Google brings Android and web development capabilities to Chrome OS thanks to its newly-added support for Linux, which means developers and any users interested in development will be able to finally do their work on Chromebooks and other Chrome OS-powered devices, something which the platform has been lacking for years despite it being a highly requested functionality. Google made the official announcement today during its I/O 2018 developer conference, noting that it will be enabling Chromebooks to be used for coding this year.
This is great news for anyone who prefers the Chrome OS platform but also needs development tools and features. Google does not however, mention when the new capabilities will be available shy of a preview version of it that will "be released soon," and this is only being released for the Google Pixelbook for now. This means developers will still be severely limited if they're wanting to do any coding work on a Chromebook as the Pixelbook is the most expensive device of any laptop on the platform. Googles does hint that it will have more to share on Linux on Chromebooks as Google I/O continues over the next couple of days, stating that anyone interested should stay tuned, so while it doesn't give any details or specifics there should be more to learn. What exactly that will be is still unclear.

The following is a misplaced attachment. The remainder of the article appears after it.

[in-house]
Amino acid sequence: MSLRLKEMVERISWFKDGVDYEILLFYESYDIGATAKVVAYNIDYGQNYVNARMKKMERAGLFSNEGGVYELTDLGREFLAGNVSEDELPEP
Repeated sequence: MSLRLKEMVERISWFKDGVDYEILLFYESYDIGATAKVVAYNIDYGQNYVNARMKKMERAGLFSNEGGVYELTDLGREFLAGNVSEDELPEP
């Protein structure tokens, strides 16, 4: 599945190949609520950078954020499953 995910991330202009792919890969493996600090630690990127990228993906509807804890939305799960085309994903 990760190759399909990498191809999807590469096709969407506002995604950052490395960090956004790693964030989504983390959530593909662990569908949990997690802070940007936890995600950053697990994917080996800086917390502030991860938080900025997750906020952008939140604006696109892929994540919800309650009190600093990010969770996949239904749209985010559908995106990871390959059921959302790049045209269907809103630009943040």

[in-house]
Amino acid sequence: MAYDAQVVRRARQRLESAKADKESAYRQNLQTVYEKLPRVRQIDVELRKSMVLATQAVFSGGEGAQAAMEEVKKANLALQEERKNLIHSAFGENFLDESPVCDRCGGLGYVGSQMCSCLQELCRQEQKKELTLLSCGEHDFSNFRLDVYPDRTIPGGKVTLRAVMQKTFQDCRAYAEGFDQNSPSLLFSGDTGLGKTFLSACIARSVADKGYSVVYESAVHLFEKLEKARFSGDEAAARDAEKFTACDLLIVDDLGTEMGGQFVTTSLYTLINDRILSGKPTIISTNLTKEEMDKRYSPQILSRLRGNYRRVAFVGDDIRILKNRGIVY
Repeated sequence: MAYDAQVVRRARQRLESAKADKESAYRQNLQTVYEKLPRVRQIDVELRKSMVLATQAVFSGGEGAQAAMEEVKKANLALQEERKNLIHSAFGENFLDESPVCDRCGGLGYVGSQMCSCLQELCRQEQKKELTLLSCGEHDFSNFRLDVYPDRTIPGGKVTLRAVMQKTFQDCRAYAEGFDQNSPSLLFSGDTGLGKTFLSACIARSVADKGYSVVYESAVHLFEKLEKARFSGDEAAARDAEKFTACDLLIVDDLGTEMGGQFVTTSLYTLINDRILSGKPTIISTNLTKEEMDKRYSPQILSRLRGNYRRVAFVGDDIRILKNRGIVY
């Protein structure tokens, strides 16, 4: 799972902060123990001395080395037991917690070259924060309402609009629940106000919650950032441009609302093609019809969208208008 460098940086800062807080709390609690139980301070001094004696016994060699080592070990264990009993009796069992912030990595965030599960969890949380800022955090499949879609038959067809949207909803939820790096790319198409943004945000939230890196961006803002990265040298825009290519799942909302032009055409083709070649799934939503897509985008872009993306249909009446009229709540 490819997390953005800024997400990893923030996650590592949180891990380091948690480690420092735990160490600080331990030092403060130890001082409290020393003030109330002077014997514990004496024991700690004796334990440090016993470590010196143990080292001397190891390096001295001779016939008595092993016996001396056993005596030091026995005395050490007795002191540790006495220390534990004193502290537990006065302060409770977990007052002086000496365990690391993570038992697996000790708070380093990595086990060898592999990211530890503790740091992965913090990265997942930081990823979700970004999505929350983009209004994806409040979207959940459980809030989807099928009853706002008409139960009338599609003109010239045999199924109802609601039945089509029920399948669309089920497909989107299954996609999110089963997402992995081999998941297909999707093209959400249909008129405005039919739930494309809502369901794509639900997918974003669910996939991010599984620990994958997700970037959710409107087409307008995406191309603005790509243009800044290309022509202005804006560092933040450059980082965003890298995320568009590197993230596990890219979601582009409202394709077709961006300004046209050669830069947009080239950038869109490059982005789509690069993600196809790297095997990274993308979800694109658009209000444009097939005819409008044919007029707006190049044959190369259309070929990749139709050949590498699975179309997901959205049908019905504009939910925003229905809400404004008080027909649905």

When the feature does launch officially and for more devices, it looks like Google has designed things to work pretty fluidly with Chrome OS. Linux will run on Chromebooks inside of a virtual machine and developers will be able to open Linux apps with a simple icon click, as well as drag around files and folders. Google also highlights that the virtual machine which runs Linux was designed from the ground specifically for the purpose of running Linux on a Chromebook, so it was purpose-built and should run flawlessly.